According to a new Associated Press-NORC Center for Public Affairs Research poll, nearly two-thirds of Americans — 62% — think the federal government must ensure that “all Americans have health care coverage”; just 37% disagree. That’s a massive shift from even March, when the same poll found just 52% of Americans stating that the feds had to ensure health care coverage, with 47% disagreeing.
The stunning new number includes “3 in 10 Republicans.” Furthermore, the poll surveyed particular thoughts on proposed Republican measures to free up the health care market: 73% opposed letting insurers set rates based on health condition, 57% opposed letting states do away with “essential benefits,” 78% opposed relieving regulations on insurers forcing them to subsidize older Americans’ health care coverage.
Now, it’s fair to question whether this poll actually matters — whether Americans actually understand what they’re being asked. Most polls that ask Americans whether they want to cut specific services receive the preferred Leftist answer. But it’s disquieting that opinions have shifted so radically on the role of government in health care.
That’s not all attributable to Obamacare, either. It’s thanks to the Republican failure to even make the case for free markets. President Trump himself would presumably agree that it is the government’s job to ensure that everyone has health care — he said so openly and repeatedly during the election cycle and beyond. “We’re going to have insurance for everybody,” Trump said in January. “There was a philosophy in some circles that if you can’t pay for it, you don’t get it. That’s not going to happen with us.”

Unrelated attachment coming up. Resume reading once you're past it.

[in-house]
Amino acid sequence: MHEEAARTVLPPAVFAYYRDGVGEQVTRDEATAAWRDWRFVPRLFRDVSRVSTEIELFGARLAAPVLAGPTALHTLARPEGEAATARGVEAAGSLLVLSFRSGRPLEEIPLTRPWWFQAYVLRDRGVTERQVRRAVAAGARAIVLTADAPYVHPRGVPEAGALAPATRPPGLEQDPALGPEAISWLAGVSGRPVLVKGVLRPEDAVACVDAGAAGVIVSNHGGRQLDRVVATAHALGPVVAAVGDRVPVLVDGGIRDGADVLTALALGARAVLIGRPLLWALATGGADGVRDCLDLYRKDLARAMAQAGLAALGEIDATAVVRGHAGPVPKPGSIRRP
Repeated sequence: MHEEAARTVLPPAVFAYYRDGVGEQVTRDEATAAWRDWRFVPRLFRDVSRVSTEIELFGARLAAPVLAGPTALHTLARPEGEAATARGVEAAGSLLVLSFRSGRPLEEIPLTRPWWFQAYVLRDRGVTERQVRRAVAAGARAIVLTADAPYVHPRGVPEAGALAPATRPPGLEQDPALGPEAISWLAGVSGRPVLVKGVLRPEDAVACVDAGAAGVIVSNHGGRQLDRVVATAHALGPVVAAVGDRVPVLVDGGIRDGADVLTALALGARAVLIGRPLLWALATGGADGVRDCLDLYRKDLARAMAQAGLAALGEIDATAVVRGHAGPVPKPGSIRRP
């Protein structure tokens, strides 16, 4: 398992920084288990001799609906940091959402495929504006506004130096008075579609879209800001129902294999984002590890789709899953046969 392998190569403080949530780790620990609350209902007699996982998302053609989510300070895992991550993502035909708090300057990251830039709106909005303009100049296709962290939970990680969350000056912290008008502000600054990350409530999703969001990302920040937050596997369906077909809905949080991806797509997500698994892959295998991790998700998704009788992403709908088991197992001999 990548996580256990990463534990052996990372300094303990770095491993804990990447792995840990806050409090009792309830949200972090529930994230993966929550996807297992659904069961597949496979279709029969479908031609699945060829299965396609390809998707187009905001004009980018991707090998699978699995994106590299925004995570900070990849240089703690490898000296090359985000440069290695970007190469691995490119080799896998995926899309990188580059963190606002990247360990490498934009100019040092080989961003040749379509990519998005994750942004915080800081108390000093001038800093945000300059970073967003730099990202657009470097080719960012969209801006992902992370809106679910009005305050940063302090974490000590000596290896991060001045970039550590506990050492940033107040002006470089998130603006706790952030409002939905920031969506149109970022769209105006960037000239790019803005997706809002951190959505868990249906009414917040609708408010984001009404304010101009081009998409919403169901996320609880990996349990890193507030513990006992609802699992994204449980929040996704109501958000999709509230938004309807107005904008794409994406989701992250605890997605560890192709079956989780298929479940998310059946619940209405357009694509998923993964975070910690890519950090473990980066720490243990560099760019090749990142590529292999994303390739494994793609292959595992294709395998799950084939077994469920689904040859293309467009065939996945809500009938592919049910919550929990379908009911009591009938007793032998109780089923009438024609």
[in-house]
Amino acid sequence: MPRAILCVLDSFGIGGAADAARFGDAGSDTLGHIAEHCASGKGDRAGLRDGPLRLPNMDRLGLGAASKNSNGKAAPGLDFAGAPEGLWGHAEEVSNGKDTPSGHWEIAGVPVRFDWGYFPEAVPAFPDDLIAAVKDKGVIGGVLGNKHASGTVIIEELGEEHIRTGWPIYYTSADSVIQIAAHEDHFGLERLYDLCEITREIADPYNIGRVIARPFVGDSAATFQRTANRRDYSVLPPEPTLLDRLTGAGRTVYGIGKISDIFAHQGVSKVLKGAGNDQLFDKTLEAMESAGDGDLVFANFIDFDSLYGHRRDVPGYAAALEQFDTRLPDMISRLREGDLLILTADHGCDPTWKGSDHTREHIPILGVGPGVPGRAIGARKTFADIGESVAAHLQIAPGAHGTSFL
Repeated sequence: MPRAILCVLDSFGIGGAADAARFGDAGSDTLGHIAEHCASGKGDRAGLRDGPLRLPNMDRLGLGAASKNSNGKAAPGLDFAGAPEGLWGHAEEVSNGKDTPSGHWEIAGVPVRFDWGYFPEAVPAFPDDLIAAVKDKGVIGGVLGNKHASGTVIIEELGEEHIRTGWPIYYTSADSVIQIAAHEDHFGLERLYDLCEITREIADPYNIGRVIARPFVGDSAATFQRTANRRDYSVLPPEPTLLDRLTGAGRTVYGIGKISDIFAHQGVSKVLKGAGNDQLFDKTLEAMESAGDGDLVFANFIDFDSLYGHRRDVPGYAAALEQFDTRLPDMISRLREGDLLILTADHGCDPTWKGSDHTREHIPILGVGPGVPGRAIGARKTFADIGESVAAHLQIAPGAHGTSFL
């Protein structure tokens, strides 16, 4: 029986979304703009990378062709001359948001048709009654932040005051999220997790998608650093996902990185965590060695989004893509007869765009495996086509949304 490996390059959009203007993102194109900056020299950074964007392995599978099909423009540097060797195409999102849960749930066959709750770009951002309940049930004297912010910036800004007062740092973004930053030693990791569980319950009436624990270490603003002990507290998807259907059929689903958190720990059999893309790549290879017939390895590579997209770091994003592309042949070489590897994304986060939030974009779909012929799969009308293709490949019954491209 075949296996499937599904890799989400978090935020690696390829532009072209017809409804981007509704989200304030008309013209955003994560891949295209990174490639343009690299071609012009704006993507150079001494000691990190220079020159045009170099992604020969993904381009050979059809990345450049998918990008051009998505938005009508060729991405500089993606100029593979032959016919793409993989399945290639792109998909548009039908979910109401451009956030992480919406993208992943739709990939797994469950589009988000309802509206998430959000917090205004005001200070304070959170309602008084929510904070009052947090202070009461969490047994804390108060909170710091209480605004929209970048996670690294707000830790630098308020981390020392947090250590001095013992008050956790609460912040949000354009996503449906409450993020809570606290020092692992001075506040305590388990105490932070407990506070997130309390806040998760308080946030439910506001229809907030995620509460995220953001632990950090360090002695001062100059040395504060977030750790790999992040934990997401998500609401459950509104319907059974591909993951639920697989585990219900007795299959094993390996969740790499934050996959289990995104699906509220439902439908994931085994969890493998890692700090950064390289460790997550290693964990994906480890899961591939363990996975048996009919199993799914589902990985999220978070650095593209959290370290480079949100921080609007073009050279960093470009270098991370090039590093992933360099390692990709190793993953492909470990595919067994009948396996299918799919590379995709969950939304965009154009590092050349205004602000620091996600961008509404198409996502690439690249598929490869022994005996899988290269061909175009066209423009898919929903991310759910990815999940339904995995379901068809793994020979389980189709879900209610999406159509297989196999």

Americans have been trained by both parties to think of health care as a right rather than a commodity — and that’s why the Republican health care plan is so radically unpopular. If something is a right, you’re owed it. If you’re owed it, it’s immoral for someone to charge you more for the fulfillment of that right based on a factor you can’t control.
Republicans lost the issue when they failed to even engage in the argument. And they’ll continue struggling against a political reality of their own making so long as they run from that argument, desperate to end-around the Bernie Sanders Medicare-for-all position.